Six Practical Hints for Living With a Dog With Dementia
Here are a few of the things I learned from life with Cricket:
- Make a safe room. Just as you may have puppy proofed your house when your dog was young, now you need to make your house safe for your old dog. Make sure there are no spaces your dog might get trapped in. Remove things they may stumble over, slots they can’t back out of, and places where they might put their head through. (View the first section of the video to see what I mean.) Be sure you don’t have tangles of cables they can get trapped in. Your dog may forget how to back up. I think this may be why they get stuck in corners so much.
- Use the corners. Speaking of corners, take advantage of that corner thing! Put their food bowls and water bowls in corners so they don’t walk through them and tip them over. I bought a water dispenser for Cricket with a little tank on it that was too big for her to tip over and stuck it at the end of a hall that she tended to pace up and down. I watched Cricket like a hawk to make sure she drank enough. She had a really hard time telling what the level of the water was, and would hover with her mouth about in inch above the water as I held my breath, hoping she can drink. Try to get bowls at the optimal level, and avoid really shiny drinking bowls if they appear to confuse your dog about the water level.
- Toileting. Your dog may forget her house training or forget how to tell you she needs to go. You still may be able to tell, and you can work out ways to deal with messes. For instance, Cricket sometimes sat bolt upright in the middle of the bed in the middle of the night. I knew that if she did that she needed to go, and I lifted her right down to a pee pad that I kept by the bed. Try to learn your dog’s new signals.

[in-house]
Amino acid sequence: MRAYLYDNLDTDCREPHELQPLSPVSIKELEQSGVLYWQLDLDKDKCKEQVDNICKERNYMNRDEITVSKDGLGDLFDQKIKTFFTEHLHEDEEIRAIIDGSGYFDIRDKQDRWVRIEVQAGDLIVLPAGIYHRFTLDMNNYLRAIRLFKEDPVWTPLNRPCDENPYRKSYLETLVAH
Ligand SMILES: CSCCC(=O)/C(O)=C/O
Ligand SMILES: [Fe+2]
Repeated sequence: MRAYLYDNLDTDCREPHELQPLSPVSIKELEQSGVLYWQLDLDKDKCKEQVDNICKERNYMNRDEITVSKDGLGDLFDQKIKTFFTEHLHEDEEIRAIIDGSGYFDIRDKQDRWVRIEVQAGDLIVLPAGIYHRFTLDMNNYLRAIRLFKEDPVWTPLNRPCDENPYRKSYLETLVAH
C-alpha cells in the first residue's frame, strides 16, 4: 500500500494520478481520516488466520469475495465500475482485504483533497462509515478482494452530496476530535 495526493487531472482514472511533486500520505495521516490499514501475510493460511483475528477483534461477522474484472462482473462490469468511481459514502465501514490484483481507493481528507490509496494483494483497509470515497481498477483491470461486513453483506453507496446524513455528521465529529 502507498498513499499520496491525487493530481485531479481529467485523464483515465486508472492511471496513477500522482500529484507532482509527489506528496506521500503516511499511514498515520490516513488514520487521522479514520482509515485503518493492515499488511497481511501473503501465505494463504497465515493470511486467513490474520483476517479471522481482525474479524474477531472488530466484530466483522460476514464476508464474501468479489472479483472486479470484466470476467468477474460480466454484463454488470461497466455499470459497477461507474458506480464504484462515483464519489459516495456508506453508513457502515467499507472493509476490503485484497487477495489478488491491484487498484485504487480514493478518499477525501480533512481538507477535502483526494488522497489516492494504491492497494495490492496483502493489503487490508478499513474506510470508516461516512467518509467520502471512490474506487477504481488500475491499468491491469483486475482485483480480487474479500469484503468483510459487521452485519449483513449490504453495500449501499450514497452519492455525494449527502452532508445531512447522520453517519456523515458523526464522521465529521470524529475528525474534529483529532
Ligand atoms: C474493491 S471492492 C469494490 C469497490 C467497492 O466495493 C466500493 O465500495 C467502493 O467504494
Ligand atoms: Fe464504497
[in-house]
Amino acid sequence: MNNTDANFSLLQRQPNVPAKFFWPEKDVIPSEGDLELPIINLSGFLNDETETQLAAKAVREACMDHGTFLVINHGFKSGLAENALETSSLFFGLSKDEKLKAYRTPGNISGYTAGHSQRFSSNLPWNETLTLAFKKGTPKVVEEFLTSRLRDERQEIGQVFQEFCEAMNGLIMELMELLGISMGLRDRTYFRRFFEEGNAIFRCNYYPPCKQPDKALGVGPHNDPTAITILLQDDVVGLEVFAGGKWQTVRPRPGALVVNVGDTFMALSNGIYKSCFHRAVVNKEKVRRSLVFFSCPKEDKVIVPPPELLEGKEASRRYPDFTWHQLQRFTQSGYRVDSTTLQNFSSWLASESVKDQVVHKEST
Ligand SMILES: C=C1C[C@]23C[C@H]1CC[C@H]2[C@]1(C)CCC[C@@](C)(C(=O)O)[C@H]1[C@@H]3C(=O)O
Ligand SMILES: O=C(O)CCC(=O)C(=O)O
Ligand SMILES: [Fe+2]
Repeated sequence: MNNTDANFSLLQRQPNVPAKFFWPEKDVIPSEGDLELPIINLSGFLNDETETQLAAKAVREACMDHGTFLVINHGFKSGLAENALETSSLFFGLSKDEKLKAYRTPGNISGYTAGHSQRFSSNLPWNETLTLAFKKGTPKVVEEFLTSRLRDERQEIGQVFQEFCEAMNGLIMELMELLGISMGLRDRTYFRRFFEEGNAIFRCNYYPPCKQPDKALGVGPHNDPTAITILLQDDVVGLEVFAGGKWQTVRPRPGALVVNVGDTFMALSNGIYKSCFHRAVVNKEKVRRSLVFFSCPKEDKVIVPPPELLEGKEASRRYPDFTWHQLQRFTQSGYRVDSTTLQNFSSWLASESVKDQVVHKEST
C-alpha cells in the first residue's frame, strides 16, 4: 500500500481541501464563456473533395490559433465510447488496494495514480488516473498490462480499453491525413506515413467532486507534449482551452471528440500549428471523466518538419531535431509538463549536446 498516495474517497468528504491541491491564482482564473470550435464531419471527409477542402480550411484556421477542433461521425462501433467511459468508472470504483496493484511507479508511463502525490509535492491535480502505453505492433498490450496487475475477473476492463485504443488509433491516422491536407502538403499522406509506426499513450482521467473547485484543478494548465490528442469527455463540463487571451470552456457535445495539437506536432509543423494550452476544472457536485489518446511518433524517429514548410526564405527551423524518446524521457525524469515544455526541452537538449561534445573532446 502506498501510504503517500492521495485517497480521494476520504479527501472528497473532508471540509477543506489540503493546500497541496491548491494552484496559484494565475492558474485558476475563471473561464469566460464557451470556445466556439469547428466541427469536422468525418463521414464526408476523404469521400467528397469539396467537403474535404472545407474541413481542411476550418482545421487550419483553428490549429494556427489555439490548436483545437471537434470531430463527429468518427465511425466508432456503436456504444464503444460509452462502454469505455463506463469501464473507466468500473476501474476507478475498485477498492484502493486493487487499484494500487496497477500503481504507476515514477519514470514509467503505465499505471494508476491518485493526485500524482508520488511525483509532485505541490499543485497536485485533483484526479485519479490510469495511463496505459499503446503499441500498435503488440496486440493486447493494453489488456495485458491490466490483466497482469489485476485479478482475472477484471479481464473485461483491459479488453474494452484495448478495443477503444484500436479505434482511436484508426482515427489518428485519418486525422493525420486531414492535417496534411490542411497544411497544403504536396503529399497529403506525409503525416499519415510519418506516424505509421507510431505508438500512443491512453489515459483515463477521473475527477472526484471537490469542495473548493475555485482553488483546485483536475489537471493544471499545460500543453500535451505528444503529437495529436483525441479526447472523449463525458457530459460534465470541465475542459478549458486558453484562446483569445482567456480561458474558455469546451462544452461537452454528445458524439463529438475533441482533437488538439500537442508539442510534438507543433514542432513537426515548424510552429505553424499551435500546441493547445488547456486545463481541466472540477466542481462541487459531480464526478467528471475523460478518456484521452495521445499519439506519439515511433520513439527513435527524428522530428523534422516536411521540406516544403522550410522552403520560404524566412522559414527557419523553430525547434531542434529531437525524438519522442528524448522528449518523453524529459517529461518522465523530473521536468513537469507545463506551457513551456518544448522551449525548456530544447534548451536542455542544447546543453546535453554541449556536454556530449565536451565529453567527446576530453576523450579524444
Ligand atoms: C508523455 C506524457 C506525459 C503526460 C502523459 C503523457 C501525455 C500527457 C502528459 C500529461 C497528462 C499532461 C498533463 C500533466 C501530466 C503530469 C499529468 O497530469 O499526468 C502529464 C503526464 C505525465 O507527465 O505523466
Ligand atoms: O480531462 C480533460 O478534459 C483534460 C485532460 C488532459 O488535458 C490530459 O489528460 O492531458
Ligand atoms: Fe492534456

- Door Problems. Be careful around doors. Your dog will often be standing in just the wrong place when you try to go through a door. I have a pair of French doors in my house that Cricket often stooed in front of and looked through. Even though she could see me trying to open the door, she just stood there. Sometimes I opened the door just enough to put my hand through and threw a treat for her to follow if I could get her attention.
- Other Dogs. Be ready to keep her separate from other dogs. She may not give out the right social signals, and other dogs may be rough with her or even aggressive. For instance, I allowed Cricket to be loose in the same space with only one of my dogs, gentle Zani who was only a big bigger than Cricket. But even so I had to keep an eye on things. Sometimes Cricket would head for the same bed that Zani was in and start to walk over her, and Zani would (understandably) yell at her. I always separated Cricket from all the dogs when I wasn’t home.
- Enrichment. Clinical studies say that keeping dogs active in mind and body can help prevent or slow the progress of dementia. Do whatever you can to keep those problem-solving brain cells going. Take her on Sniff-faris. See if she can play with food toys. Try a Snuffle Mat. Don’t assume you can fight back the rising tide, but you can probably help her keep what she’s got for a bit longer.
Tips from Other Owners of Dog with Dementia
Be sure and check out the comments sections on all the pages. There are some great suggestions from other readers who have dogs with canine cognitive dysfunction. And if you have a tip, please submit it as a comment.
Articles about Dogs with Dementia
- Canine Dementia—Signs, Symptoms, Treatments
- Canine Cognitive Dysfunction–Cricket’s story, and how I viewed her quality of life
- Poop in My Pocket: Life with an Old, Old Dog–When the dementia was just beginning to show
General Resources for Senior Dogs
The Gift of a Gray Muzzle: Active Care for Senior Dogs–Kathy Sdao and Lori Stevens This recorded seminar covers the many issues of having an aging dog: health issues, exercise, diet, keeping them eating, enrichment, and many more. The presenters are tops in their fields and a joy to watch.
Dog Food Logic: Making Smart Decisions for Your Dog in an Age of Too Many Choices–Linda Case This book covers nutrition for all ages of dogs and has some of the best information about feeding dogs you will find anywhere.
Dogs with an AARF Card, Growing Old Gracefully: Old Dogs Should Learn New Tricks–Interview with Dr. Gary Landsberg.
My Dog is Aging–Now What? More Training, of Course–Lori Stevens
How to Care for an Older Dog–Whole Dog Journal
See resources on end of life and euthanasia decisions on the “When to Say Goodbye” page.
Copyright 2014 Eileen Anderson